Two weeks ago I explained why you might want to run IBGP between CE-routers on a multihomed site. One of the blog readers didn’t like my ideas:
In such a small deployment I assume that both ISPs offer transit, so that both CEs would get a default route from their upstream.
In this case I would not iBGP the CEs together but have HSRP running on the two CEs and track the uplink (interface and/of BGP session) to determine the active gateway.
Let’s see what could possibly go wrong with that design.
To IBGP Or Not to IBGP
Assuming both PE-routers advertise only the default route, a CE-router know where to propagate a packet it receives through the LAN interface if:
- The PE-CE link is up
- The PE-CE BGP session is operational
- PE-router advertised a default route over the PE-CE BGP session.
It’s easy to adjust HSRP/VRRP priority based on uplink status. I never tried to do it based on a state of a BGP session, and it’s interesting to try to do it based on the presence of a specific prefix in RIB.
Some network operating systems can adjust HSRP/VRRP priority based on a complex tracked object, and on some network operating systems it’s possible (with enough effort) to have the BGP default route as that tracked object1. However, it might be simpler to have that IBGP session in place.
I also received an interesting comment on LinkedIn saying:
You need a static default route pointing towards the second CE with a metric [sic] inferior to the route installed by EBGP for failover purpose.
That would also work. I still think IBGP session is simpler, and it helps ensure that all (BGP) routers in an autonomous system have the same view of the network.
Another commenter on LinkedIn wanted to demonstrate his BGP prowess and wrote a lengthy treatise on BGP next hop processing (spoiler alert: here’s a better version) including the recommendation to set the next hop on IBGP session to the loopback interface. Interestingly, although that’s the recommended best practice, you don’t need the loopback interface or IGP if you have only two directly-connected routers in an autonomous system – the road to hell is often paved with best practices.
- I would still use an IBGP session between the CE-routers
- I would establish that IBGP session between IP addresses assigned to LAN interfaces – assuming the CE-routers have a single LAN interface (or a port channel) and the site does not have any intermediate routers.
Default Route or More Specifics?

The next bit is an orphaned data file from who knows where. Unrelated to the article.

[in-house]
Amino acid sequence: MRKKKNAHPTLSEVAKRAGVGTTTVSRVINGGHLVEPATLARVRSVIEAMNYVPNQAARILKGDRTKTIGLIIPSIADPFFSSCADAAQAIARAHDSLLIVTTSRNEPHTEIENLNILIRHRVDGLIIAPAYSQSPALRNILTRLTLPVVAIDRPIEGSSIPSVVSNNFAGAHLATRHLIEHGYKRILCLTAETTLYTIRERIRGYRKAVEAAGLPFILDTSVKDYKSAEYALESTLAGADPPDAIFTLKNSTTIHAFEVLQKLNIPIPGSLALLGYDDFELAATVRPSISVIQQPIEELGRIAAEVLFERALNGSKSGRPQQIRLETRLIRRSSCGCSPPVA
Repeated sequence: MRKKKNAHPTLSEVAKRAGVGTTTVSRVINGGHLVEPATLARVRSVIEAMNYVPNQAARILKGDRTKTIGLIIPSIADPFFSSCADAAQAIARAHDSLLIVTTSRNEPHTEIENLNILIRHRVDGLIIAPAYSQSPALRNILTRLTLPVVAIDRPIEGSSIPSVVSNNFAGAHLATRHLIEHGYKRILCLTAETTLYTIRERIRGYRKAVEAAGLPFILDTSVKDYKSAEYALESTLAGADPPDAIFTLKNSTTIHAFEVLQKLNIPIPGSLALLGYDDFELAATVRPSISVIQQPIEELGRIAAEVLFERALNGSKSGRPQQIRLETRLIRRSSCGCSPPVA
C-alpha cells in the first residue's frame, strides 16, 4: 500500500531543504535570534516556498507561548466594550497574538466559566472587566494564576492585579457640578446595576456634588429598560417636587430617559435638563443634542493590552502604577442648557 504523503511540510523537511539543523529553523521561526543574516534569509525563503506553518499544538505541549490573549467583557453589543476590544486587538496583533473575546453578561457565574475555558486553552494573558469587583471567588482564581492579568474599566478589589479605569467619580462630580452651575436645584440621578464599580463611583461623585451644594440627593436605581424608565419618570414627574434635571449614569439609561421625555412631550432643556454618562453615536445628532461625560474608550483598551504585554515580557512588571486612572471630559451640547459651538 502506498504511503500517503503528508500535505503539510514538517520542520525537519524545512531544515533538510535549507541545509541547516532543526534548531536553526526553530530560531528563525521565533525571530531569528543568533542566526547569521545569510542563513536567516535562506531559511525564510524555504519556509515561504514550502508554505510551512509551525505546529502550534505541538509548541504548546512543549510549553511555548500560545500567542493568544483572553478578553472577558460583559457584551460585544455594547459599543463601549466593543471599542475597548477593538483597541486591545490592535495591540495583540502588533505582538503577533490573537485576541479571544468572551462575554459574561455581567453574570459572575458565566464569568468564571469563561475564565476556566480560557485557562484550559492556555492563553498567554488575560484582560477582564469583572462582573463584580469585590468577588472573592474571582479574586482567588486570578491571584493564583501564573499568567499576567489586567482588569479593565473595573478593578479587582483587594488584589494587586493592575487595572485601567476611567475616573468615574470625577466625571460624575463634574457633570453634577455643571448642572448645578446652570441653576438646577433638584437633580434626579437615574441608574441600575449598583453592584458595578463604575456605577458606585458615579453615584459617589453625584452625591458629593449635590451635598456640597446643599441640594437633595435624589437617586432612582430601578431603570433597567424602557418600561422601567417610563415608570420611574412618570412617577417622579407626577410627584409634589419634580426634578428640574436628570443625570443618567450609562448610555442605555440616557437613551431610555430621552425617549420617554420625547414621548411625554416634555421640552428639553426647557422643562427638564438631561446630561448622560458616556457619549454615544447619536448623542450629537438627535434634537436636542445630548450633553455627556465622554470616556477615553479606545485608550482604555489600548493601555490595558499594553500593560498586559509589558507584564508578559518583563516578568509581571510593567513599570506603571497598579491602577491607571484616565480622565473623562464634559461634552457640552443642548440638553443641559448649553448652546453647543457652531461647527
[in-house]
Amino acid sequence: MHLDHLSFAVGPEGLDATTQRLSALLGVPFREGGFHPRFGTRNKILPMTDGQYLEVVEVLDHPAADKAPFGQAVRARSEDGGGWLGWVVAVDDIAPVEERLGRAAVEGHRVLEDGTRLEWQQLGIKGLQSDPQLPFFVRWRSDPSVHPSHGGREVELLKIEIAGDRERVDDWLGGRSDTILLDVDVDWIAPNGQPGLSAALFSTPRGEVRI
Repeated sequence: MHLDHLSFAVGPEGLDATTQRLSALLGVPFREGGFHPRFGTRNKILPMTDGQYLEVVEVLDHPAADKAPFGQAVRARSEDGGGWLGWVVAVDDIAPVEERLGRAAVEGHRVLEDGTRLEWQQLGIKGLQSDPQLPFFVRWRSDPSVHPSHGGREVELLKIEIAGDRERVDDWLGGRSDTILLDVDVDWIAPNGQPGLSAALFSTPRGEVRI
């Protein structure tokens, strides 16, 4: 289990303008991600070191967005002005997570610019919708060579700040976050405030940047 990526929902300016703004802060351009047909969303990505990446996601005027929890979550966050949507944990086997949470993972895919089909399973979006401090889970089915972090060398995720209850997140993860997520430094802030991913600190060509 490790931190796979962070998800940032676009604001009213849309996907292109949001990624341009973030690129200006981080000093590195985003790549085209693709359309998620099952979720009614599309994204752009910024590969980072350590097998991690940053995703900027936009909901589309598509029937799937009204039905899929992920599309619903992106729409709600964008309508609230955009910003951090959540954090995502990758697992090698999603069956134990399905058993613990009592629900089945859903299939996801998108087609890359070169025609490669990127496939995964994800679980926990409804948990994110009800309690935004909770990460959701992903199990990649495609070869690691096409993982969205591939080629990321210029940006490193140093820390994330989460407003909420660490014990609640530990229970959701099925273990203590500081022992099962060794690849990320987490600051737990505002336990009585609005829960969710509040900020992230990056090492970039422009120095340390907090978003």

The original comment continued along the lines of we don’t need more than the default route:
And if you wanted to IBGP them anyway, I would put a route-map on it to only exchange the default route from the upstreams, so that both CEs have a 0/0 route with different distance. The only thing I don’t understand is in which failure scenario traffic would end up on a CE without an active BGP uplink.
Using just the default route makes sense if:
- You’re using the uplinks in pure active/backup setup or
- You want to do ECMP load balancing between two uplinks connected to the same ISP2.
In any case, if you decide to go with the default route, it might be better to filter BGP updates on the PE-CE EBGP session, not on the CE-CE IBGP session. Why would you accept a default route and the full DFZ table, spend CPU cycles to process all the updates (all of them having the same BGP next hop) and pass just the default route to the IBGP peer?
While two default routes might work well for a content consumer (because it’s hard to influence incoming traffic anyway), if you happen to be content provider (there’s more traffic going out than coming in), you might want to optimize WAN link utilization. For example, you might want to use the direct uplink for prefixes belonging to ISPs and their customers, or you could do a traffic flow analysis combining NetFlow with BGP data, and accept prefixes that represent large percentage of your traffic (even more details).
We discussed whether to use just the default route, a subset of prefixes, or a locally-generated default route in September 2022 session of ipSpace.net Design Clinic. You might also want to watch the Surviving the Internet Default Free Zone webinar.
- Added a “you might need FHRP on LAN interfaces” note based on a comment from Mr. Anonymous.
Trying to do ECMP load balancing across links connected to different ISPs is usually a bad idea. The proof is left as an exercise for the reader; if you decide to go down that path, you might find some of the older blog posts useful. ↩︎